The use of color enhances the appearance of our badges, and we use three distinctly different processes to apply color.  Click here to view Blackinton’s standard colors.

  1. The consistent, striking beauty of hard-fired enamel is created by hand using a painstaking procedure.  Natural colors found in mineral substances are ground into a fine powder, moistened to proper consistency, then delicately placed by hand into each individual letter.  After being fired in 1,400° ovens, the enamel is stoned flush with the surrounding metal areas.  There are seventeen additional steps in the hard enamel process as compared to the other color techniques.  Because of these additional steps, and the curing involved, a hard enamel badge takes 5 business days longer to manufacturer.  Hard-fired enamel is standard with our high-end badges, Hi-Glo®, Rho-Glo®, Two Tone, and VHB Karat Klad.
  2. Epoxy is being used more and more frequently.  Epoxy is a plastic material used to give an appearance similar to hard fired enamel while providing a truer color and wider variety of shades. This process is used most frequently with our seals and commendation bars.
  3. Painting or lettering is widely used on badges not ordered with Hard-fired enamel.  This is the process used when regular enamel is ordered. This is also an individual, per piece operation.  Paint is flowed into the letter then wiped out.  Letters are not flush with the metal.  You can feel indentation.  Regular enamel is standard with nickel, rhodium, and gold plated badges.


Your badge is nearing the end of its journey, but several important stops still remain. The high quality, smooth finish for which Blackinton® badges are noted is attained through a careful, “one-at-a-time” polishing process. Using an assortment of wheels and compounds, experienced polishers bring out the brightness and luster of the finish and remove minor imperfections in the surface of the badge. This process is accomplished one piece at a time. Polishing is one of the most important aspects of production prior to plating.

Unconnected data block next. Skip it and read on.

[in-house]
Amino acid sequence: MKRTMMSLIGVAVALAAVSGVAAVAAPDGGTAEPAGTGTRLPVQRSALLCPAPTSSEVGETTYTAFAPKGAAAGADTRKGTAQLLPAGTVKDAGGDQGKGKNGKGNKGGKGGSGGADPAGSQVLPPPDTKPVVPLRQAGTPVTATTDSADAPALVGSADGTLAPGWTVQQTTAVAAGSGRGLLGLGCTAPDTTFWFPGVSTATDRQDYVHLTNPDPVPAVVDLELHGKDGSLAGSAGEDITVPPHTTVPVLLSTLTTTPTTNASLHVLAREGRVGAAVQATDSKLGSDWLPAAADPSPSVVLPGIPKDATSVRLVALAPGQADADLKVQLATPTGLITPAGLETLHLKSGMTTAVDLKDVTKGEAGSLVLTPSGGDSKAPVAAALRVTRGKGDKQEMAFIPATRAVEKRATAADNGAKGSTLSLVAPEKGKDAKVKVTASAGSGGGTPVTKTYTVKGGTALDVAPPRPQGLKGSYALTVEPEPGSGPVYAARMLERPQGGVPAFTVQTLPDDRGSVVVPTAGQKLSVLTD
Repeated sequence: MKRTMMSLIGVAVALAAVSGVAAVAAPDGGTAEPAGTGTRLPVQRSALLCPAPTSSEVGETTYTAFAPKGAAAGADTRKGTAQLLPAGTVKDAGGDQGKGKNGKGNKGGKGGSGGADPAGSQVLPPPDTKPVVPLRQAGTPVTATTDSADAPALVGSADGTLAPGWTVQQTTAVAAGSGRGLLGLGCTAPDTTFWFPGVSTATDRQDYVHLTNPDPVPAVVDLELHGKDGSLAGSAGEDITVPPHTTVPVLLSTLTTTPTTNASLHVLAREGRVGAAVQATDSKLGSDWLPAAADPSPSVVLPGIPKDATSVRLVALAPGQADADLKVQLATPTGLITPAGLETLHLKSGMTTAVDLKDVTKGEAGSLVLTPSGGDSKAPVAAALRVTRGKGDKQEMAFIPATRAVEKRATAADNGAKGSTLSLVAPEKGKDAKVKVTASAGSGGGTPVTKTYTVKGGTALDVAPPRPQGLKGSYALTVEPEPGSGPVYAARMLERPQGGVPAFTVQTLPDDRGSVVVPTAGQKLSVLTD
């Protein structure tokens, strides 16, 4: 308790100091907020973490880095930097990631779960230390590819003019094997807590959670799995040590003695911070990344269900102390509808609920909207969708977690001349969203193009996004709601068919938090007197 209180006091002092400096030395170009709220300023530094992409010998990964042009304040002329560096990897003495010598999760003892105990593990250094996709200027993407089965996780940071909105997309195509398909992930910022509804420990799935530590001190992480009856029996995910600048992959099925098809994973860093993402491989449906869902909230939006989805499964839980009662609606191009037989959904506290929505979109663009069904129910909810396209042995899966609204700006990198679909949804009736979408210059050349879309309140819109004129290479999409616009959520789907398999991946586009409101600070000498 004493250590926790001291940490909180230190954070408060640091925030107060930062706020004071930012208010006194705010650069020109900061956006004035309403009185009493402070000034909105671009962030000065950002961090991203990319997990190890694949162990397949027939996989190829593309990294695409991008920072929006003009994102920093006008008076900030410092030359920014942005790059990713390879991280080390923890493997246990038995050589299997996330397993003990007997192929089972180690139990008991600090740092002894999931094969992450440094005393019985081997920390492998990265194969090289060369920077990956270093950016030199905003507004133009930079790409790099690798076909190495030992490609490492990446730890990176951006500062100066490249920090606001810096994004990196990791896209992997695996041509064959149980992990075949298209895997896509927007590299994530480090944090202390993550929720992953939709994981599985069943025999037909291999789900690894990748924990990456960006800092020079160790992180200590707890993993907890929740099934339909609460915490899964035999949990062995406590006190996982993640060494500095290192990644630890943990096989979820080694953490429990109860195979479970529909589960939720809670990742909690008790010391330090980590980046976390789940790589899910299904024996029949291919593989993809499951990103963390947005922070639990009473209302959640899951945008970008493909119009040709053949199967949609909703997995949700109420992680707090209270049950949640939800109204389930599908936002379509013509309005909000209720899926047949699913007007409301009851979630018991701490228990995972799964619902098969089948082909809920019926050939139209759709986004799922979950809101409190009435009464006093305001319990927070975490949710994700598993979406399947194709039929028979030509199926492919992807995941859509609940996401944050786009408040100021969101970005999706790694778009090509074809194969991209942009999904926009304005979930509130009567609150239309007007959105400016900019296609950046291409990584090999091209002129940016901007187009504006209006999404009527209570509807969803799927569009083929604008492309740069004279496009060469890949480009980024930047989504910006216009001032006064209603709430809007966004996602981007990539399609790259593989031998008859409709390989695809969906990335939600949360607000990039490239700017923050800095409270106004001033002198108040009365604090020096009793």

Finish Plating

Once the polishing process is completed, each badge is racked and immersed in cleansing solutions to remove all residue from previous operations. Once the badge is cleaned, any number of finishes may be applied. If your badge is made from one of our base materials; i.e., Hi-Glo or Rho-Glo they do not get finished there is a clear coating placed on the badge to enhance its durability.

Final Inspection

When your badge was designed, exacting specifications for finished appearance were prepared. After each process your badge is inspected – to ensure it meets our quality standards. Even though your badge may have gone through 5-8 inspections through its manufacturing journey we still find it extremely important to conduct a final inspection. In final inspection, we make sure that all elements of design, detail, color, and finish clearly meet those expectations. Even though each person working on your badge makes every effort to see that it meets your exact requirements, a final inspection is still made to look for the slightest manufacturing defect. If required, corrective measures could necessitate only a light polish or in rare cases, a complete remaking of the badge. We hope our customers understand that any resulting delay in delivery is caused by our commitment to quality and the very handcrafting which makes each Blackinton® badge so special.

Packing and Shipping

Our attention to quality continues through the very last step – packing and shipping. Each badge is individually poly-bagged to protect the appearance we have worked so hard to create. It is then shipped to you so that you may wear it with the same measure of pride that has gone into its skillful and careful manufacture.

We hope we’ve helped you understand the talent, time and care that is required to turn a small piece of raw material into your cherished badge.